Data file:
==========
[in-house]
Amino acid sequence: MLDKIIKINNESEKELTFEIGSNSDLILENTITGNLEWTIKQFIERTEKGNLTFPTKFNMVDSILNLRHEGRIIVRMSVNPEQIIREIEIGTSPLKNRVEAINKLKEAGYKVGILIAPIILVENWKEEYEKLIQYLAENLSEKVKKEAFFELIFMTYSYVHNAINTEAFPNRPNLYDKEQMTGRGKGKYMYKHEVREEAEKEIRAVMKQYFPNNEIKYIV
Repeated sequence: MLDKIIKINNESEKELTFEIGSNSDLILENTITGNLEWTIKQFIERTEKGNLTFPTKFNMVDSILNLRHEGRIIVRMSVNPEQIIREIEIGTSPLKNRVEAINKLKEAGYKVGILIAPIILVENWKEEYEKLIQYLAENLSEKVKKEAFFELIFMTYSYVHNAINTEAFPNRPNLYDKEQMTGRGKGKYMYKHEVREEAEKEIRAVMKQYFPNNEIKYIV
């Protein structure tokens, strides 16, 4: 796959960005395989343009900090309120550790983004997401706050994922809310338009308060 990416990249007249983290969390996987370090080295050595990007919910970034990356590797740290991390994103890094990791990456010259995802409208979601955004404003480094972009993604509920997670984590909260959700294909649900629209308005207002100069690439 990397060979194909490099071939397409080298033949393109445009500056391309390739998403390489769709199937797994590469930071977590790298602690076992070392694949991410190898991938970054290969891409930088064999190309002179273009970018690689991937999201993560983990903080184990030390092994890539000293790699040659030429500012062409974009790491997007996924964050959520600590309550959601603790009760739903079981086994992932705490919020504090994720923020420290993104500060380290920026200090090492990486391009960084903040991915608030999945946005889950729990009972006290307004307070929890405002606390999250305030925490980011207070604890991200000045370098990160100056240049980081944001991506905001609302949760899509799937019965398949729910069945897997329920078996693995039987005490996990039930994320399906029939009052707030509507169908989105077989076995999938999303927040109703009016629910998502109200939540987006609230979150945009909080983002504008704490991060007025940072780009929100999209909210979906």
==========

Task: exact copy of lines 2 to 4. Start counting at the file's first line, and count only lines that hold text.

Amino acid sequence: MLDKIIKINNESEKELTFEIGSNSDLILENTITGNLEWTIKQFIERTEKGNLTFPTKFNMVDSILNLRHEGRIIVRMSVNPEQIIREIEIGTSPLKNRVEAINKLKEAGYKVGILIAPIILVENWKEEYEKLIQYLAENLSEKVKKEAFFELIFMTYSYVHNAINTEAFPNRPNLYDKEQMTGRGKGKYMYKHEVREEAEKEIRAVMKQYFPNNEIKYIV
Repeated sequence: MLDKIIKINNESEKELTFEIGSNSDLILENTITGNLEWTIKQFIERTEKGNLTFPTKFNMVDSILNLRHEGRIIVRMSVNPEQIIREIEIGTSPLKNRVEAINKLKEAGYKVGILIAPIILVENWKEEYEKLIQYLAENLSEKVKKEAFFELIFMTYSYVHNAINTEAFPNRPNLYDKEQMTGRGKGKYMYKHEVREEAEKEIRAVMKQYFPNNEIKYIV
């Protein structure tokens, strides 16, 4: 796959960005395989343009900090309120550790983004997401706050994922809310338009308060 990416990249007249983290969390996987370090080295050595990007919910970034990356590797740290991390994103890094990791990456010259995802409208979601955004404003480094972009993604509920997670984590909260959700294909649900629209308005207002100069690439 990397060979194909490099071939397409080298033949393109445009500056391309390739998403390489769709199937797994590469930071977590790298602690076992070392694949991410190898991938970054290969891409930088064999190309002179273009970018690689991937999201993560983990903080184990030390092994890539000293790699040659030429500012062409974009790491997007996924964050959520600590309550959601603790009760739903079981086994992932705490919020504090994720923020420290993104500060380290920026200090090492990486391009960084903040991915608030999945946005889950729990009972006290307004307070929890405002606390999250305030925490980011207070604890991200000045370098990160100056240049980081944001991506905001609302949760899509799937019965398949729910069945897997329920078996693995039987005490996990039930994320399906029939009052707030509507169908989105077989076995999938999303927040109703009016629910998502109200939540987006609230979150945009909080983002504008704490991060007025940072780009929100999209909210979906």